“My job was very large in scope, so when we are talking about job enlargement and quiet hiring, it is something that I have experienced myself in multiple places,” said Michelle. “I love this topic and it’s actually something I train our managers on.”
Michelle not only eschews the recent slurs against quiet hiring but points out why it has been a popular practice since the 1960—both in terms of motivation and talent retention.
“Getting nerdy, if we go back to the 1950s, there were new theories of motivation. Frederick Herzberg in 1959 published his new theory on motivation—what creates job satisfaction for people and why this was actually important,” Michelle explained. “He said, ‘If we can create job satisfaction for people by linking the work they do in their professional environment to their personal motivation, they are going to be more satisfied at work. They’re going to be more productive and they’re going to want to stay.”
Such thinking not only holds true today, but has become quintessential in a competitive, knowledge-based, global economy.
As for accusations that such smart thinking has been put to ill-use—resulting in the negatively-tinged ‘quiet hiring’ monicker—Michelle disagrees, but understands where both dubbing and drubbing stem.
“For starters, not every employee wants to grow in this way. Not everybody wants to develop their career in this way. Some people truly want to be specialists or micro-specialists. They want to come in and know what they do, do what they love, then leave—and that is totally valuable. That’s why you have some jobs with very specific job descriptions in particular types of companies. That’s why you have contract workers or gig workers, right?” said Michelle. "In some companies and for some jobs, you do just want people to come in, do X, Y, Z and go home; it’s not a bad thing. It’s not that they are bad people or that the employer is asking for bad things, but there is a comfort level there.”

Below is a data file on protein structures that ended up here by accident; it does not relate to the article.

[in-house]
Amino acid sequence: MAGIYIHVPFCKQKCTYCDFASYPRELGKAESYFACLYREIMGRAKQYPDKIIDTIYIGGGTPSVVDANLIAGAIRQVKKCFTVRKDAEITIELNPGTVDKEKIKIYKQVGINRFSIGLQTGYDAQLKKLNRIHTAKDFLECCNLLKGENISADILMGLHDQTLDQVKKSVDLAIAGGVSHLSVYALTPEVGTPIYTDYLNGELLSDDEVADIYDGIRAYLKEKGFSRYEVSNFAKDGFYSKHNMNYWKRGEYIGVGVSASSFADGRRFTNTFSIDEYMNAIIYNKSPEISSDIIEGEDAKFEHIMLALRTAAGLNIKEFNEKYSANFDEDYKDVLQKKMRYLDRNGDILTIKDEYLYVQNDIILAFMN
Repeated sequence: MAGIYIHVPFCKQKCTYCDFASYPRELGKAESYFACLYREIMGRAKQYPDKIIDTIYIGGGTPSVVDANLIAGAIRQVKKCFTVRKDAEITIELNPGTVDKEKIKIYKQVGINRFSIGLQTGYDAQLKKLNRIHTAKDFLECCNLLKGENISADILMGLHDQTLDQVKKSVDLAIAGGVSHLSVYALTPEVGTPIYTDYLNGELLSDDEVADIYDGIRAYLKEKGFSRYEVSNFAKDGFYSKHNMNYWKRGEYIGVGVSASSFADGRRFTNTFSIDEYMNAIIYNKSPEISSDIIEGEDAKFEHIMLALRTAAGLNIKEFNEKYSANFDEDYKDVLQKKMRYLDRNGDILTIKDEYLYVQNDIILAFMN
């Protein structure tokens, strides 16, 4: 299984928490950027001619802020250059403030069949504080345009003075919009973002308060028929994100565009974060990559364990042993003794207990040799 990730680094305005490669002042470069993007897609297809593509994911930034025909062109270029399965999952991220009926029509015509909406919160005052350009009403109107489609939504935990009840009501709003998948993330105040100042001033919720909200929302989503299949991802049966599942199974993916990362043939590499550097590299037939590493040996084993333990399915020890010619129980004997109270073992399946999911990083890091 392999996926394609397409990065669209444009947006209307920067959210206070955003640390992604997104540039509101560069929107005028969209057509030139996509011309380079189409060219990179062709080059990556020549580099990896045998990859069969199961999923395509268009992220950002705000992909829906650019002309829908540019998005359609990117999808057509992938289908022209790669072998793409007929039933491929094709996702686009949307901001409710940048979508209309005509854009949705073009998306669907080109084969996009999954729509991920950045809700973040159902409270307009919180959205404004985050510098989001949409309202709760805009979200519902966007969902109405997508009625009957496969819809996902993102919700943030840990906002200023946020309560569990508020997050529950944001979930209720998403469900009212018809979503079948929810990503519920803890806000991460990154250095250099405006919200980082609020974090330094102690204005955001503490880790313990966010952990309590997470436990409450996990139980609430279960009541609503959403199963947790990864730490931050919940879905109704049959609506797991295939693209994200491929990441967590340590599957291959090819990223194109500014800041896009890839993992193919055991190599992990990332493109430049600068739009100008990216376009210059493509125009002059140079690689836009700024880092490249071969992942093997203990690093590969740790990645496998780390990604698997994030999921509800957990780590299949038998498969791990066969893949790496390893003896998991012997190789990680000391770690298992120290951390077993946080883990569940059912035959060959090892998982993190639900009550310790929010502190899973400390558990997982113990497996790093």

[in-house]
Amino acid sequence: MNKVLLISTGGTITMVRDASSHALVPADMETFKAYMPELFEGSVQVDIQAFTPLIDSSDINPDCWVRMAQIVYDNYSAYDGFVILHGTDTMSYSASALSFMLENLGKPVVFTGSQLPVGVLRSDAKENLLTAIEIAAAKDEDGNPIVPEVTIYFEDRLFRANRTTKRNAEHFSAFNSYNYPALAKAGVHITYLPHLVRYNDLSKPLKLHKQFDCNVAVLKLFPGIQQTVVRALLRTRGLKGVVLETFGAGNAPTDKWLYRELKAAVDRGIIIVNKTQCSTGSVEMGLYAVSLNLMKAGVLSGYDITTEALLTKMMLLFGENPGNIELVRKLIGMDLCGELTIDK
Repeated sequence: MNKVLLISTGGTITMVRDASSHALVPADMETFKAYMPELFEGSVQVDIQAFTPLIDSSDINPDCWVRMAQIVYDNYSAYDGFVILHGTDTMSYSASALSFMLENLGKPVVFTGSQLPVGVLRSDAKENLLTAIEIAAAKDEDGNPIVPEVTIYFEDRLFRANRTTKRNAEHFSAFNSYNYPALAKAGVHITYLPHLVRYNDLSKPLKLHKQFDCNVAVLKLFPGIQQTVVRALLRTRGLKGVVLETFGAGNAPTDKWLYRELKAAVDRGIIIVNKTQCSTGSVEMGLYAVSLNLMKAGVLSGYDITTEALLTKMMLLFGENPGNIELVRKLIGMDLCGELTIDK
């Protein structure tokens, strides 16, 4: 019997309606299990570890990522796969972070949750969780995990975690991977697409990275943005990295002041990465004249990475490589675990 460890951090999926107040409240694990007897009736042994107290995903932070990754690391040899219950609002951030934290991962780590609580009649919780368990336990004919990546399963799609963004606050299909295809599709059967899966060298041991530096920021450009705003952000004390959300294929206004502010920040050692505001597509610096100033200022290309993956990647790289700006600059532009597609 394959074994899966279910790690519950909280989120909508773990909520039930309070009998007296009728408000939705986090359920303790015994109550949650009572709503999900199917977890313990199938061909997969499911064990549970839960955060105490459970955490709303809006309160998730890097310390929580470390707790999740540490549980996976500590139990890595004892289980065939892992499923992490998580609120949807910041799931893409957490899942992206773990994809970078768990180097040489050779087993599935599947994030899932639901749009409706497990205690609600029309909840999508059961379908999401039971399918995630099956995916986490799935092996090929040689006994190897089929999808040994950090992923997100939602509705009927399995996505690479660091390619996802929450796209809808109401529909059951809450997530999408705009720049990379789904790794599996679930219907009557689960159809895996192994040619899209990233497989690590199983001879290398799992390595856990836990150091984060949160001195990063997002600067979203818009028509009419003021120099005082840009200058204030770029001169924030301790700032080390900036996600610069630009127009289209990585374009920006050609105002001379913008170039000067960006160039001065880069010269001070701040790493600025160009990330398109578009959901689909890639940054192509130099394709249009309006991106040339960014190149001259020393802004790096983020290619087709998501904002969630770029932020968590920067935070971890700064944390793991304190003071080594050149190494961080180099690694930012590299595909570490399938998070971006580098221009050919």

On the employer side of the equation, a failure to clearly communicate growth and development as core to organizational strategy can foster even greater disenchantment company-wide.
“I don’t know if bungled is too harsh, but how the change is managed between a leader and an employee or an organization and a leader, is definitely open to improvement for many companies,” said Michelle. “There are some real basics that sometimes get missed around saying to employees, ‘Okay, here is what is changing. Here are some new expectations I have of you.’ Without clarity on what is needed and why, it’s hard to both give people the data they need to make smart decisions and also create an emotionally compelling message that makes them want to do it.”
Moreover, leaders need to ensure that additional duties are balanced by tradeoffs and new roles remain a fair reflection of both job description and total rewards.